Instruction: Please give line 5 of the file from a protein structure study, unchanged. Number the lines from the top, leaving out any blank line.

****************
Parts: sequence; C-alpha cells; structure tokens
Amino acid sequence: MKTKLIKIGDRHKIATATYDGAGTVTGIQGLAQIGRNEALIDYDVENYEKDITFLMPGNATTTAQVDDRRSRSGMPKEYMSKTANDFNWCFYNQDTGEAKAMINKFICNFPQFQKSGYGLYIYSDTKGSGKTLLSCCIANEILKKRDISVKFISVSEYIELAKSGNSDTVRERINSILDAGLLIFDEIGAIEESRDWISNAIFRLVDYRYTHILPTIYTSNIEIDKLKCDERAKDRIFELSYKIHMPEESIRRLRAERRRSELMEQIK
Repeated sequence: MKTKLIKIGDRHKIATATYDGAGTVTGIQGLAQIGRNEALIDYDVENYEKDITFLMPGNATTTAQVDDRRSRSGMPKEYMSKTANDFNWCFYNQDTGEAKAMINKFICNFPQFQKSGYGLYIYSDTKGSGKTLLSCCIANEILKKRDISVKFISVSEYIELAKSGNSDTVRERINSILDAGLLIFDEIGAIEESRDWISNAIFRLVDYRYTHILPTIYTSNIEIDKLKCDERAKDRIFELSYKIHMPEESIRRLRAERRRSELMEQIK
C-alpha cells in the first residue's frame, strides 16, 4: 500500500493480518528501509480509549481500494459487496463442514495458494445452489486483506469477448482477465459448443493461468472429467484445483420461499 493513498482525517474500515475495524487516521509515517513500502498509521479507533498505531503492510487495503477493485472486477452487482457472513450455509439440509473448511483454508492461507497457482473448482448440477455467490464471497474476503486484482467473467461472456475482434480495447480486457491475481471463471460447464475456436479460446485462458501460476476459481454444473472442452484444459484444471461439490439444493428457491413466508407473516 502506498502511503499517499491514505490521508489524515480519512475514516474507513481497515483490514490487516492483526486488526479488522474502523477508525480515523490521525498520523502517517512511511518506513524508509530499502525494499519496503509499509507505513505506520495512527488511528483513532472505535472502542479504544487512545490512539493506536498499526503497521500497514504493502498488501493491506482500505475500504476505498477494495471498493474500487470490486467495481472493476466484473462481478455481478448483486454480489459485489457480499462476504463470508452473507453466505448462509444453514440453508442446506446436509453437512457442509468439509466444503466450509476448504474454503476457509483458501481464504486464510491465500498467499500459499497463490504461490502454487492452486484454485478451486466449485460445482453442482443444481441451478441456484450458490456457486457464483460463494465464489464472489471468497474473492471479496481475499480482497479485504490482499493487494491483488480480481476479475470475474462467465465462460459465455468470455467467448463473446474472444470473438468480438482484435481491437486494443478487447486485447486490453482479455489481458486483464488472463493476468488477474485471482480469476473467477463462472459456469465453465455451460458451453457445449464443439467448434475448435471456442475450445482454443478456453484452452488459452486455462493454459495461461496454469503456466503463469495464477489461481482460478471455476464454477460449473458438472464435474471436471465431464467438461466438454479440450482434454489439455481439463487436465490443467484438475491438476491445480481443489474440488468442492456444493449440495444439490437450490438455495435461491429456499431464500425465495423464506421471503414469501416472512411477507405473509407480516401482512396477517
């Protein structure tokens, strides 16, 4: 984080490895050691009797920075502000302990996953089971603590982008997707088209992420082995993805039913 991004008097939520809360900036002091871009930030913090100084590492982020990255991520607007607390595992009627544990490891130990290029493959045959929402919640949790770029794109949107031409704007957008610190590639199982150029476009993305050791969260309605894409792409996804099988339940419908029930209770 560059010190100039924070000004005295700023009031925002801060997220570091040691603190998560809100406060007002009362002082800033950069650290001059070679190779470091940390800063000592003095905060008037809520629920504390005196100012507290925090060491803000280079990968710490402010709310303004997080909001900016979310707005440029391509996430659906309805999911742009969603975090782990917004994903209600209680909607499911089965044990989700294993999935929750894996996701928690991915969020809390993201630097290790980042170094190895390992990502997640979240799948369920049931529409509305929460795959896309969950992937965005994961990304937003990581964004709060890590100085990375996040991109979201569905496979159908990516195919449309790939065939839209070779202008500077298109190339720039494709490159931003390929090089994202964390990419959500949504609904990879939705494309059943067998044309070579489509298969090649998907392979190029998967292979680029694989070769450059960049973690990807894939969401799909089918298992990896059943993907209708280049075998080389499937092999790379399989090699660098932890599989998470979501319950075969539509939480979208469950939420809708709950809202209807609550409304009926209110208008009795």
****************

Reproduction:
């Protein structure tokens, strides 16, 4: 984080490895050691009797920075502000302990996953089971603590982008997707088209992420082995993805039913 991004008097939520809360900036002091871009930030913090100084590492982020990255991520607007607390595992009627544990490891130990290029493959045959929402919640949790770029794109949107031409704007957008610190590639199982150029476009993305050791969260309605894409792409996804099988339940419908029930209770 560059010190100039924070000004005295700023009031925002801060997220570091040691603190998560809100406060007002009362002082800033950069650290001059070679190779470091940390800063000592003095905060008037809520629920504390005196100012507290925090060491803000280079990968710490402010709310303004997080909001900016979310707005440029391509996430659906309805999911742009969603975090782990917004994903209600209680909607499911089965044990989700294993999935929750894996996701928690991915969020809390993201630097290790980042170094190895390992990502997640979240799948369920049931529409509305929460795959896309969950992937965005994961990304937003990581964004709060890590100085990375996040991109979201569905496979159908990516195919449309790939065939839209070779202008500077298109190339720039494709490159931003390929090089994202964390990419959500949504609904990879939705494309059943067998044309070579489509298969090649998907392979190029998967292979680029694989070769450059960049973690990807894939969401799909089918298992990896059943993907209708280049075998080389499937092999790379399989090699660098932890599989998470979501319950075969539509939480979208469950939420809708709950809202209807609550409304009926209110208008009795």